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Re: weather - columbines

Auralie: Thanks...that is a very helpful description. I'm sure that
between the info. you provided and the links Kitty provided that my
hort. education has been improved upon today. :-) Melody, IA (Z 5/4)

"The most beautiful thing we can experience is the mysterious."    
--Albert Einstein

 --- On Fri 05/14,  < Aplfgcnys@aol.com > wrote:
From:  [mailto: Aplfgcnys@aol.com]
To: gardenchat@hort.net
Date: Fri, 14 May 2004 15:47:46 EDT
Subject: Re: [CHAT] weather - columbines

In a message dated 05/14/2004 5:31:04 AM Eastern Daylight Time,
<br>mhobertm@excite.com writes:<br><br>&gt; Auralie and Kitty: As I am
fairly new to the world of columbines, could<br>&gt; you explain this
language: spurred, granny's bonnets, no spurs, doubles,<br>&gt; etc.
TIA.<br>&gt; <br>&gt; <br>&gt; <br><br>Melody, if you look at a
columbine flower you will see it is divided into <br>five
segments.<br>Hortus describes it this way: &quot;5 petals with a short,
broad lip, or lamina, <br>and usually a long, hollow,
backward-projecting spur.&quot; There are approximately <br>70
species<br> The columbines grown in Europe - at least since the 13th
century were <br>given the name Aquilegia, derived from the Latin for
eagle, as the short, hooked <br>spurs suggested an eagle's talons. The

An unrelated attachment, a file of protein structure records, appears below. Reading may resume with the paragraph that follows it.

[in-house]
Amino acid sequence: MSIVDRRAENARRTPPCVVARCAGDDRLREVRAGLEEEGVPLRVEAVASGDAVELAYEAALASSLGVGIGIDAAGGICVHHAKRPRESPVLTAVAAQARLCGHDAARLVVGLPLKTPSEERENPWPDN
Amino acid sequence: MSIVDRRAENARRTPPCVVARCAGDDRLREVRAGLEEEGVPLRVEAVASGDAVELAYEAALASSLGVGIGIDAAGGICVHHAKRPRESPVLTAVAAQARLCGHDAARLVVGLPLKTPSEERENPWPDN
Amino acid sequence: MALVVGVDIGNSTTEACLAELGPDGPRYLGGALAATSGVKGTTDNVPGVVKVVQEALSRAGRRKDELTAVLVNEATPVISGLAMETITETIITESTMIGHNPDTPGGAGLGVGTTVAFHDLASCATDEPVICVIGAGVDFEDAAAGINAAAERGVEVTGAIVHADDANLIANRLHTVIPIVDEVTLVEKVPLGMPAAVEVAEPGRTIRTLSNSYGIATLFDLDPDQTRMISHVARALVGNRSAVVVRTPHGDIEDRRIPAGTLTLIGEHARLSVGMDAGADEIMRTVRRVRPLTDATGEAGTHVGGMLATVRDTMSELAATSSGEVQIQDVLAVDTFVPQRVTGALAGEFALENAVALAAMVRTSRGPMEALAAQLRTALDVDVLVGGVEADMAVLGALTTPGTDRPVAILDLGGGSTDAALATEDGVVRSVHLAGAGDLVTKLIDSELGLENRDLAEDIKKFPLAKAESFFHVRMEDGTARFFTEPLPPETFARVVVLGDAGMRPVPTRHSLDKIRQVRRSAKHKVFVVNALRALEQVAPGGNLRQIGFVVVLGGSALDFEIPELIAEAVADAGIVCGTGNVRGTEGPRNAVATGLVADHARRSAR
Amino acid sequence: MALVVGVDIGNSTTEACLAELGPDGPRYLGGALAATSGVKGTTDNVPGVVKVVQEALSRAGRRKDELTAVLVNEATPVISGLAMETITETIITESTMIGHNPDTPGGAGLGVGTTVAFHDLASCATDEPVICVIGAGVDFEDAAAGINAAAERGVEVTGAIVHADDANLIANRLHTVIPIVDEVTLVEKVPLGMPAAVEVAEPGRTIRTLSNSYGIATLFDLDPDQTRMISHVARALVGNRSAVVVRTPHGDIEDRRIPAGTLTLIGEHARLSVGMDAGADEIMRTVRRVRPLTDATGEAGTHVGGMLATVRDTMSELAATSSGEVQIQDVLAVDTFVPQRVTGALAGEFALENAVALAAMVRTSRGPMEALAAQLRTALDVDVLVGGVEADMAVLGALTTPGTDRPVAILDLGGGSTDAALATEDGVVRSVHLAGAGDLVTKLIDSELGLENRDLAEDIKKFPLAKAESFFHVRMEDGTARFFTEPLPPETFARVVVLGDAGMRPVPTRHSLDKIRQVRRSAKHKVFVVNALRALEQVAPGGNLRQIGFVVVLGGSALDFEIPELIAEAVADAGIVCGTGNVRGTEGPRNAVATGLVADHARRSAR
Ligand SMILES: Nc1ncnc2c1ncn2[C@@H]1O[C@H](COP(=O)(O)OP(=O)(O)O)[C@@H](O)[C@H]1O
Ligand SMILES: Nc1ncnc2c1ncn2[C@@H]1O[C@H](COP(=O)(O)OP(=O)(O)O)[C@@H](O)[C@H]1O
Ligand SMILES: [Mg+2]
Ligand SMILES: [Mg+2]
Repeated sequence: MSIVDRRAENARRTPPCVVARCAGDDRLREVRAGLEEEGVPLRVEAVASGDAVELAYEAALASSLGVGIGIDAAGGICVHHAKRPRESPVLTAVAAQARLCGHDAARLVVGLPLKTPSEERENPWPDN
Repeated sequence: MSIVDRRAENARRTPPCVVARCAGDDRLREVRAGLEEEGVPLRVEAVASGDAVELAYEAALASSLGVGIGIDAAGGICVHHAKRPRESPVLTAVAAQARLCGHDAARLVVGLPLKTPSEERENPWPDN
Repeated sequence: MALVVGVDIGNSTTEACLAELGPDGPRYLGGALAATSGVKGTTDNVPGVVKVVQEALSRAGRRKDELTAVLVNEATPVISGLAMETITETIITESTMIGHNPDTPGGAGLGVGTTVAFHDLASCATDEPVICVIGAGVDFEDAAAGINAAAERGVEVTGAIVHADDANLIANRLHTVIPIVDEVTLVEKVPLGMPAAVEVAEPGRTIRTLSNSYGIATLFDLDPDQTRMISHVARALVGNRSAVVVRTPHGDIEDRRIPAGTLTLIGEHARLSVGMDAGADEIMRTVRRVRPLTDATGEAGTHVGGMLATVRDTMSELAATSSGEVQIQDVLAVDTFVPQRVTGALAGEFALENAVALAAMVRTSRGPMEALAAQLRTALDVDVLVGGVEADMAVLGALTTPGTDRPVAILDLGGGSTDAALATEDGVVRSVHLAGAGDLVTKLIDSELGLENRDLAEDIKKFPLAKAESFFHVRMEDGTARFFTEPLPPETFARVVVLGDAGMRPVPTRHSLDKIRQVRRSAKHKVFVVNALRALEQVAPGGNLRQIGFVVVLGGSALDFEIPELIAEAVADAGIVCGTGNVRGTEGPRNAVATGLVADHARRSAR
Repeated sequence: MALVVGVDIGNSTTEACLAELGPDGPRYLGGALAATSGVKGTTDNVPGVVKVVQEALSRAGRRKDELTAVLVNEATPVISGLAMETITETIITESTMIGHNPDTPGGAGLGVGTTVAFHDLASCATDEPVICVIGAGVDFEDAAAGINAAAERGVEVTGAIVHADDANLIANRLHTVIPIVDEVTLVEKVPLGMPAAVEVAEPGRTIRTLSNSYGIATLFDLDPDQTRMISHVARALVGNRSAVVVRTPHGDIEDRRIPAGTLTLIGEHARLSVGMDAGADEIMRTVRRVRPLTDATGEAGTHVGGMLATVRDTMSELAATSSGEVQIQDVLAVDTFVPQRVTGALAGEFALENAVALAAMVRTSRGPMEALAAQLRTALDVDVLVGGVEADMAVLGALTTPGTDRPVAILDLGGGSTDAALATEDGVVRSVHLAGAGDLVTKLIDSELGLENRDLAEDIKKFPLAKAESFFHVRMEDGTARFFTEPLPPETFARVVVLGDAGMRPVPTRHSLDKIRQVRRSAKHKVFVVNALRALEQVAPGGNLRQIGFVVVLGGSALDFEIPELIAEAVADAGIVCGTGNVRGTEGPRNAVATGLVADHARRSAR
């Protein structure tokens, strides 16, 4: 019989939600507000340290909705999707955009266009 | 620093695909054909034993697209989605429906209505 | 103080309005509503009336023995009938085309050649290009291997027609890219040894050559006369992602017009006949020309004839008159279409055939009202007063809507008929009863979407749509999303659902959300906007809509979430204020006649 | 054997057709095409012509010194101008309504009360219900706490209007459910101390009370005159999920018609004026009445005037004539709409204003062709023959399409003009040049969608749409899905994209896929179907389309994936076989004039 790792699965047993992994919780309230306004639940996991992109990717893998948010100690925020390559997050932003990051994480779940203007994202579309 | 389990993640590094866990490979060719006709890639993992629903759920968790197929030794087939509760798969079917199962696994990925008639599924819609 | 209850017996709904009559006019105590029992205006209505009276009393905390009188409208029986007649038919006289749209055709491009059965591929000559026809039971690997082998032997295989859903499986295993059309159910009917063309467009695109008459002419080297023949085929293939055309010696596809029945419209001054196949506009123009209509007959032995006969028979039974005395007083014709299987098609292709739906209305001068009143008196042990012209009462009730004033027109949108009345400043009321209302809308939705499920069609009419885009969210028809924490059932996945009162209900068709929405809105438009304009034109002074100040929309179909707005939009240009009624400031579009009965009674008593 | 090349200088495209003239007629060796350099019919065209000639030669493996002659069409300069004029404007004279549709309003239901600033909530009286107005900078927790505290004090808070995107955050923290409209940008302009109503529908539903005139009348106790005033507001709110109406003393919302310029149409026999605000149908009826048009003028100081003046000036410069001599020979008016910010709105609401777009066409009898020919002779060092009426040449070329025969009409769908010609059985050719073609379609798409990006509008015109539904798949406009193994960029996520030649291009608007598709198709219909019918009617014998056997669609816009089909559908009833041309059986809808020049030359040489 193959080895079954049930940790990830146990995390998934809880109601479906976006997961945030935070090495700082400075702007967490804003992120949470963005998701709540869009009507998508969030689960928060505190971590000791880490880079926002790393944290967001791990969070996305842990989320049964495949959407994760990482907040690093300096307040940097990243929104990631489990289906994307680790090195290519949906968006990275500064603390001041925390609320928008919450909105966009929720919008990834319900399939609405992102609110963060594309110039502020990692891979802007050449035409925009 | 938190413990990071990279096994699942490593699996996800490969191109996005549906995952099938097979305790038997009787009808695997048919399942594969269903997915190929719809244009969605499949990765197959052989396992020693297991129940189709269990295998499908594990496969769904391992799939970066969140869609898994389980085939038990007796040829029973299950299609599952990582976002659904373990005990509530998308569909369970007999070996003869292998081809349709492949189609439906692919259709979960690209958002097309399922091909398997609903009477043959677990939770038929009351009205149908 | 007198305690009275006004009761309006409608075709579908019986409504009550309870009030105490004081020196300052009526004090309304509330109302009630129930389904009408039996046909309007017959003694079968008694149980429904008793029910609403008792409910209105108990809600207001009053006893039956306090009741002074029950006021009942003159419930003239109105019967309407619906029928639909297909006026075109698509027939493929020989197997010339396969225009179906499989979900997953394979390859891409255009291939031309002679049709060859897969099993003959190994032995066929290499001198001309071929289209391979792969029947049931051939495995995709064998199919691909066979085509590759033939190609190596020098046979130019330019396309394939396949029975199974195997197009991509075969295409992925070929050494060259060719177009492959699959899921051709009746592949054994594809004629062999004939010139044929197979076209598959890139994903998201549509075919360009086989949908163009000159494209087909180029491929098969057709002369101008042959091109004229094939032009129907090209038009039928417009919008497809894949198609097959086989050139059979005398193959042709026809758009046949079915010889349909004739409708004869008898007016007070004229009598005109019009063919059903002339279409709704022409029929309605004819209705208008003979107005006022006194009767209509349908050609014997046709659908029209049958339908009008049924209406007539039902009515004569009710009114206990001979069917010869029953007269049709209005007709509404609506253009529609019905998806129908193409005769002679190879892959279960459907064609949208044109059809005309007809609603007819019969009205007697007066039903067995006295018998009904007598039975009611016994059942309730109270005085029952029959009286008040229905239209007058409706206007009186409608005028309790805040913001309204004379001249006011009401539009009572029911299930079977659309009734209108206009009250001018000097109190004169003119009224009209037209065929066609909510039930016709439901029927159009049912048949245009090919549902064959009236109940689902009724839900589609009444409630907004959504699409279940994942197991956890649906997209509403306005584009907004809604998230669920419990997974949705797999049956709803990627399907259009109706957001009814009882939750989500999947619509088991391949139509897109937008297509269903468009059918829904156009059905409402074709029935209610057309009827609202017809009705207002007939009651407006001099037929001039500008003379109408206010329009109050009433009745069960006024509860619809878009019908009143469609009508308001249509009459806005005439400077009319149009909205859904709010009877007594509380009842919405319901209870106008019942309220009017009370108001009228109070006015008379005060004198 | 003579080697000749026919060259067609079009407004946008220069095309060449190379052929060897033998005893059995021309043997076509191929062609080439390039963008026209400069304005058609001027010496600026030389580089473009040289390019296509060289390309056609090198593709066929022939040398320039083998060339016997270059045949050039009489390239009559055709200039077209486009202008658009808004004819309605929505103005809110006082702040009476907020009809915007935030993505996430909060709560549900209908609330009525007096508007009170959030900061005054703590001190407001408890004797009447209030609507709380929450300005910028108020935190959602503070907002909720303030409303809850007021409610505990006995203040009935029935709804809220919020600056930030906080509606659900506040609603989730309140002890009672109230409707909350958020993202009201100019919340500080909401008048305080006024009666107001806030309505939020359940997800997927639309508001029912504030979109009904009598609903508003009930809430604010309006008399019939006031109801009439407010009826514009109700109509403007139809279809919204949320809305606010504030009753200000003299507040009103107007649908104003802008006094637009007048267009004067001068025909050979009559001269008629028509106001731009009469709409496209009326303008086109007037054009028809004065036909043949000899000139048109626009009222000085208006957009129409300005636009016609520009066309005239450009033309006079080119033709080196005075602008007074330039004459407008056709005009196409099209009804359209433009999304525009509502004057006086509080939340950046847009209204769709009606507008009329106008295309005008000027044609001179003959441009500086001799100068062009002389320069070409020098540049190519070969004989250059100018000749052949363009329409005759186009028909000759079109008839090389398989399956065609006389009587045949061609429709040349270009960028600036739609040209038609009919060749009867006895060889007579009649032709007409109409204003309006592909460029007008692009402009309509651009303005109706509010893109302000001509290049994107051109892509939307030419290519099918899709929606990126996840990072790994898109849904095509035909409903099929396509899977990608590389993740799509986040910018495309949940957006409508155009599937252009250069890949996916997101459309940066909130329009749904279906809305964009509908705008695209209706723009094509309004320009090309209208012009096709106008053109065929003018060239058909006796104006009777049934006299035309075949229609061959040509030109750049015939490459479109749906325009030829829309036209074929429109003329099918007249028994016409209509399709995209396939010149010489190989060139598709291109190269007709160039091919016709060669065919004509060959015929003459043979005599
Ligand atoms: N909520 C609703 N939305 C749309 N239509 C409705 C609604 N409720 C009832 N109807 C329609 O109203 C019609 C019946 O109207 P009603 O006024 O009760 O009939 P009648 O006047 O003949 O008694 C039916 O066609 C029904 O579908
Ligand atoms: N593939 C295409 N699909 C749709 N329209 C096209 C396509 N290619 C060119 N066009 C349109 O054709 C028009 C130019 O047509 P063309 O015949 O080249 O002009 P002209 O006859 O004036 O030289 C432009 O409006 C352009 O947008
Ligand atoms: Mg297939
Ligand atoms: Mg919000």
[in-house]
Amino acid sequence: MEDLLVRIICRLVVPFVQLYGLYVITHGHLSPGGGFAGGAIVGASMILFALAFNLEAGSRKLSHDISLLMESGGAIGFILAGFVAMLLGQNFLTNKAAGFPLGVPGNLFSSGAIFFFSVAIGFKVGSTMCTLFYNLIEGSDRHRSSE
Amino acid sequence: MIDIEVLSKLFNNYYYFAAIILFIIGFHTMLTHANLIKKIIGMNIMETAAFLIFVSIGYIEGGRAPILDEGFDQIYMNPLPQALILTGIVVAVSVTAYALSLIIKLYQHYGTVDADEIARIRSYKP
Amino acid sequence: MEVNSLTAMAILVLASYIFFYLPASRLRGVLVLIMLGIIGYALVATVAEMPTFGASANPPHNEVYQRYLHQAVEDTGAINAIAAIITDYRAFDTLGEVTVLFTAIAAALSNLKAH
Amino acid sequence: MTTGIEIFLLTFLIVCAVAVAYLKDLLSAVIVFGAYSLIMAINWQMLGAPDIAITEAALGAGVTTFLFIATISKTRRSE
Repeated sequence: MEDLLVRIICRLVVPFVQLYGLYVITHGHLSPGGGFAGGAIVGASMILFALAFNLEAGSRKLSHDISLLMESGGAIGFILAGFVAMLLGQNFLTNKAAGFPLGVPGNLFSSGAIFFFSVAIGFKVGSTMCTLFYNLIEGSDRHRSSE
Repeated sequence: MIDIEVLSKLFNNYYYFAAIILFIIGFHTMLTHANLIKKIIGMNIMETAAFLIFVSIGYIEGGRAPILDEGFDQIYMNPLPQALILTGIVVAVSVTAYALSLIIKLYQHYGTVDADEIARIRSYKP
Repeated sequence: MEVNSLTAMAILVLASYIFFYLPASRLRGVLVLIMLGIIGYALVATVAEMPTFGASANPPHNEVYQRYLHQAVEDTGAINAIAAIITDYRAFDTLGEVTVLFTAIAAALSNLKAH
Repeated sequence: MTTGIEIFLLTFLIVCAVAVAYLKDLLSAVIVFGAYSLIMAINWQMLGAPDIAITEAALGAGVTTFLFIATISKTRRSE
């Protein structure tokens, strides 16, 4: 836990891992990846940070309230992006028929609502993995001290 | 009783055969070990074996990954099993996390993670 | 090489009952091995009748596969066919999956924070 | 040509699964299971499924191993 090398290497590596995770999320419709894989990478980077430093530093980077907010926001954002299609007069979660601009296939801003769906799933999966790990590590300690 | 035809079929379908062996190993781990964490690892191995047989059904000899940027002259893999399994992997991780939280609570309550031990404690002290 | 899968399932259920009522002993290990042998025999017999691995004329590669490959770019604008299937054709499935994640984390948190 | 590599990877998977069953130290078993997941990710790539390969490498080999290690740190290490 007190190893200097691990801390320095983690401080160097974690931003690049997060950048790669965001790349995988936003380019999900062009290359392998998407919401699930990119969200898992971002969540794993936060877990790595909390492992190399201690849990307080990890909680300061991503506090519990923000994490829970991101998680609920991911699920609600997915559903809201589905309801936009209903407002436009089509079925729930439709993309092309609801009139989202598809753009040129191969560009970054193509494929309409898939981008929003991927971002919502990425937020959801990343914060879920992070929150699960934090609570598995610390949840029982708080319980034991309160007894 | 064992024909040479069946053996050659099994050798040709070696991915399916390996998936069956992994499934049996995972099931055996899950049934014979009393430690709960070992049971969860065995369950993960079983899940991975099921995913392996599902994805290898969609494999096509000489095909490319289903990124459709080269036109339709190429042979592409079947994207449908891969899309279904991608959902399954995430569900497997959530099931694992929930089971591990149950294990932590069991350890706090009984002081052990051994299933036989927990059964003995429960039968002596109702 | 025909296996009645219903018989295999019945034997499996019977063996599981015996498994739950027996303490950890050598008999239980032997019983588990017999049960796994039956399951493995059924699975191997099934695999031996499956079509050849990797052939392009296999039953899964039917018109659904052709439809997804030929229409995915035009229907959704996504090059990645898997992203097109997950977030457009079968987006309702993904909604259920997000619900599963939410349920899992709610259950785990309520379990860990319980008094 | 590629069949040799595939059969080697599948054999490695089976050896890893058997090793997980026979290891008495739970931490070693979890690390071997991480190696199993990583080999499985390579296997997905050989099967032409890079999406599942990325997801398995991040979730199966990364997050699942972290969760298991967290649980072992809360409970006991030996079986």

common name, columbine, also from the <br>Latin, means &quot;dove,&quot;
as some thought the circle of spurs looked like doves' <br>heads in a
circle. The spurs in the most common European species, A. vulgaris
<br>are quite short, almost chubby - as the doves' heads image would
indicate. Two <br>notable American species are A. canadensis, a small,
bright red and yellow <br>blossom and A. caerulea, the blue Colorado
columbine. Both these species, and <br>other American natives as well,
have proportionately longer, thinner spurs. <br>Some Americans have
extremely long spurs - up to four inches. Most garden <br>columbines are
hybrids, but the length of the spurs indicates which strain is
<br>dominant, with the longer-spurred ones having more American
heritage. The spurless <br>and &quot;granny's bonnet&quot; are probably
hybrids - I don't seem to find a species <br>description that would
match. Another of those native-vs.-alien species questions <br>that are
so silly and complicated. <br>Hope this helps<br>Auralie
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